Whether your child wants to accelerate his or her learning or needs a quieter environment in which to focus, you may be interested in giving virtual school a try. Students in Massachusetts may attend one of two free public virtual schools, either full-time or part-time, with an agreement from the local school district. Private virtual schools are also available.
As of December 2020, Greenfield Commonwealth Virtual School is accepting applications, with a waitlist for grades K and 3 only. At TEC Connections Academy, places are available in grades 9-12.
At Greenfield Commonwealth Virtual School, a Chromebook is available to every student enrolled. At TEC Connections Academy, one laptop and internet subsidy can be requested per household.
Homeschooling is another school option for Massachusetts families; this is a great option if you are looking for a hands-on, highly-customizable approach to your child’s education. All 50 states allow homeschooling, which is the process of parents educating students at home.
In Massachusetts, notice of your intent to homeschool is required in most districts; however, it does vary depending on your zoned district so check into their guidance. It is recommended that you formally withdraw from your public school so your student is not marked truant. In the case that you decide to return to public school in the middle of the school year, your school requires notification within 30 days of your intent to switch. Public high schools will not accept homeschool credits.
Check out great resources about homeschooling specific to Massachusetts. You may also want to check out the Massachusetts Home Learning Association or the Massachusetts Homeschool Organization of Parent Educations (MassHOPE).
Micro-schools, pods, pandemic pods, and learning pods all refer to the same concept: students gathering together in a small group – with adult supervision – to learn, explore, and socialize. Pods themselves can take a variety of legal forms, but in general they can be separated into two categories: self-directed pod (homeschool, homeschool collaborative, or micro-school) and learning support pod. It’s important to understand what kind of pod you are signing up for and the requirements that go along with it. Learn more about learning pods.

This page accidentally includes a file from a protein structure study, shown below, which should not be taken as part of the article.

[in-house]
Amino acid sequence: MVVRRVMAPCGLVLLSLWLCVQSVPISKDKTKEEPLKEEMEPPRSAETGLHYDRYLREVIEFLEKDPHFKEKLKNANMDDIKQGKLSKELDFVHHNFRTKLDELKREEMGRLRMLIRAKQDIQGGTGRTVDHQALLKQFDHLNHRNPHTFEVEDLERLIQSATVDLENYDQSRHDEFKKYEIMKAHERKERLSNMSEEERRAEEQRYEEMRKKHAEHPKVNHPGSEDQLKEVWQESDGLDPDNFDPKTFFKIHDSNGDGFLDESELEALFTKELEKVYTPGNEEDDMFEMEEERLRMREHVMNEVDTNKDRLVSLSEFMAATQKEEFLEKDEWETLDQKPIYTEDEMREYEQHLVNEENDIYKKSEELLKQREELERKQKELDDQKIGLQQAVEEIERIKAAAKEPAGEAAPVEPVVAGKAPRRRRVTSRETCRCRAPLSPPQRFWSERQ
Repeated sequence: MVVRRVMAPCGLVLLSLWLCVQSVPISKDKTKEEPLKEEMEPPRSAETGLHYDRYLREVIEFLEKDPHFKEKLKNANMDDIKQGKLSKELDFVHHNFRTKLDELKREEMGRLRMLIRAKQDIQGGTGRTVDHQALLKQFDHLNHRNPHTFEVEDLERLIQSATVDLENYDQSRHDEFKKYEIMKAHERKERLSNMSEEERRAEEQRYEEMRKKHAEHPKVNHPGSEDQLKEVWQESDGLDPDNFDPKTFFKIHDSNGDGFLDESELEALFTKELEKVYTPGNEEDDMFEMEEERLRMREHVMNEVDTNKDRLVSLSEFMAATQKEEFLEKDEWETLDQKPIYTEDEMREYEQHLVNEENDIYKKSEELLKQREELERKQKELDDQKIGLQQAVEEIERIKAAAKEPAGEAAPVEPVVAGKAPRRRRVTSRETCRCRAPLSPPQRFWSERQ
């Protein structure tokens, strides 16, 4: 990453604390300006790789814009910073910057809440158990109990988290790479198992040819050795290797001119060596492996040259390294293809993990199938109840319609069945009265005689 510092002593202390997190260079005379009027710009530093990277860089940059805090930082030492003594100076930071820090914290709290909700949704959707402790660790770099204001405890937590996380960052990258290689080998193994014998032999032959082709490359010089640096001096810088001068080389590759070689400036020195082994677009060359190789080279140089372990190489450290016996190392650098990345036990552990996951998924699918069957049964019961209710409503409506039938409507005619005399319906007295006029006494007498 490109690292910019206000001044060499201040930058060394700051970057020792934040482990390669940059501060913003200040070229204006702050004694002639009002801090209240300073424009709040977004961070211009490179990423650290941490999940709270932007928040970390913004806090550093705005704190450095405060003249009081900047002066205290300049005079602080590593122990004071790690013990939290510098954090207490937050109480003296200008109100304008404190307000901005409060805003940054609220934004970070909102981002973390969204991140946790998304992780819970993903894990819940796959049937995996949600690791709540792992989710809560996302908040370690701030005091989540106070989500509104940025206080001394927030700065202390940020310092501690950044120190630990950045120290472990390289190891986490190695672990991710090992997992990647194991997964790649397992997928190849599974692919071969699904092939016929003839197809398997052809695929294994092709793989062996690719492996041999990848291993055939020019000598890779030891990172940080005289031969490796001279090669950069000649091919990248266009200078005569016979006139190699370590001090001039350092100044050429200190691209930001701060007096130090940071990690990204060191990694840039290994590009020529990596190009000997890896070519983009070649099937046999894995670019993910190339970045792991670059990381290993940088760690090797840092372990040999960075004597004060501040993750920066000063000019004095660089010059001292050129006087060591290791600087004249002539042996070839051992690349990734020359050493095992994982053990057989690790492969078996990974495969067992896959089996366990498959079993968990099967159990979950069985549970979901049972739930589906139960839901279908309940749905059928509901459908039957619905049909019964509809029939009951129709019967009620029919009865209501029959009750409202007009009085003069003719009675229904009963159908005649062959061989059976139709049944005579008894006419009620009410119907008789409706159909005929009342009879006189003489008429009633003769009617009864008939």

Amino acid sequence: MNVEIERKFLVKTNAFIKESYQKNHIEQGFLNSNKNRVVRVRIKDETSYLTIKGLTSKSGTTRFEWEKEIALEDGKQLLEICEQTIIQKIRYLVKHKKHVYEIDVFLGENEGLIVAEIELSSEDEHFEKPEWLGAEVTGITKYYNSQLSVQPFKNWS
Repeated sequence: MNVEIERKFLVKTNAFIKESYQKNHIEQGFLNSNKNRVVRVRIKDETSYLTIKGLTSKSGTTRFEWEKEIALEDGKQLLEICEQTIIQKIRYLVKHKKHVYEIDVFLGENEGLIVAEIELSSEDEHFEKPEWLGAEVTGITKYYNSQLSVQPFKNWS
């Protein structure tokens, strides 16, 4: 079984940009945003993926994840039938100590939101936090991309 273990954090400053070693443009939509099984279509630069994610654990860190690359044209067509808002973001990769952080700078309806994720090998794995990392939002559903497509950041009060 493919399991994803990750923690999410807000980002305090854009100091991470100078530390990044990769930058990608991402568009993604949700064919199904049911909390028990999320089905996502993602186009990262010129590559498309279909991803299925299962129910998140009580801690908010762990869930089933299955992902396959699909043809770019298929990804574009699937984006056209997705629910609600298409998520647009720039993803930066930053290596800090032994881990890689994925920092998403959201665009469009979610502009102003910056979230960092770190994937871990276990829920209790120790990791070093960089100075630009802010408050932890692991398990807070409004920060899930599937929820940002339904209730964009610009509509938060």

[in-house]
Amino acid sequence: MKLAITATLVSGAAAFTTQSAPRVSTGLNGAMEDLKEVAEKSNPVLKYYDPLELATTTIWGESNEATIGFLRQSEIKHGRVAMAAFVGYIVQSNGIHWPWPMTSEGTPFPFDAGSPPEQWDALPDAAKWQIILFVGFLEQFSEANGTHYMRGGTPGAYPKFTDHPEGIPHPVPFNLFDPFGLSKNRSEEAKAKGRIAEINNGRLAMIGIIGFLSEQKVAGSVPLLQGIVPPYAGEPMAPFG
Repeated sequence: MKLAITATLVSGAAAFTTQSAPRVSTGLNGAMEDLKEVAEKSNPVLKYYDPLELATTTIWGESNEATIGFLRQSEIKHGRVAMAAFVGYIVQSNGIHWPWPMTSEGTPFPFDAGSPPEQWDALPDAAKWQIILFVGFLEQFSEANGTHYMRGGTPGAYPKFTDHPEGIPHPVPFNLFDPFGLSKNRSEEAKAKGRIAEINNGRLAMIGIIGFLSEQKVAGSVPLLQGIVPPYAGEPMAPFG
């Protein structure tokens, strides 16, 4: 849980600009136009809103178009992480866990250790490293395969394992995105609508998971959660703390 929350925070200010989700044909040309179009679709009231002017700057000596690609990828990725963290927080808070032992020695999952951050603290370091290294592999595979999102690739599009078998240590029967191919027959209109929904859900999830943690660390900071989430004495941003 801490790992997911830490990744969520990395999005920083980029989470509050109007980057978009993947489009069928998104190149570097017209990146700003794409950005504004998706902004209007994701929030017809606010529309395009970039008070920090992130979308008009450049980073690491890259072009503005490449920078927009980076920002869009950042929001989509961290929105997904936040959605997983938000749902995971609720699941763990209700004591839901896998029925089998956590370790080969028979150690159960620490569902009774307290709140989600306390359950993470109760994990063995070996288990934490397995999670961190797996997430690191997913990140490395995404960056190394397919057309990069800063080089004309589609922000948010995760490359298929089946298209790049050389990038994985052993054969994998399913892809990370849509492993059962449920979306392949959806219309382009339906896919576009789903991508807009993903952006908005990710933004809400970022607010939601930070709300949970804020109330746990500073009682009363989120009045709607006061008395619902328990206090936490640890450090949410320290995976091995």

If your learning pod or micro-school is choosing its own curriculum and each family is directing their own children’s schooling, it likely qualifies as a homeschool in Massachusetts. Read more about the requirements for homeschooling and get tips from HSLDA here. Note that homeschoolers may still be eligible to participate in classes, sports, or activities at local public schools.
If your learning pod contains more than two families and will have teachers leading unique classes just for your school, it may qualify as a private school. You can read more about what Massachusetts classifies as a private school, how they’re regulated, and how to start one.
If your child is going to be enrolled in remote learning through your local public school and supervised by an adult in your learning pod, you do not need to register as a homeschool or private school. Keep in mind that you have multiple online learning options, including free public virtual schools that are available to students statewide and private online schools available for a fee.
In Massachusetts, the state allows learning pods of up to five families to operate without a license, as long as one parent is present at all times and payment is limited to compensation for food and materials.
For additional information about school choices in Massachusetts visit these resources:
National School Choice Week 2022 will take place January 23 – 29, 2022. We encourage all schools, homeschool groups, organizations and individuals to join the celebration. Check out ideas, inspiration, and more information!
Massachusetts celebrated National School Choice Week 2021 with 436 virtual events and activities across the state. Click the button below to learn more about school choice in Massachusetts.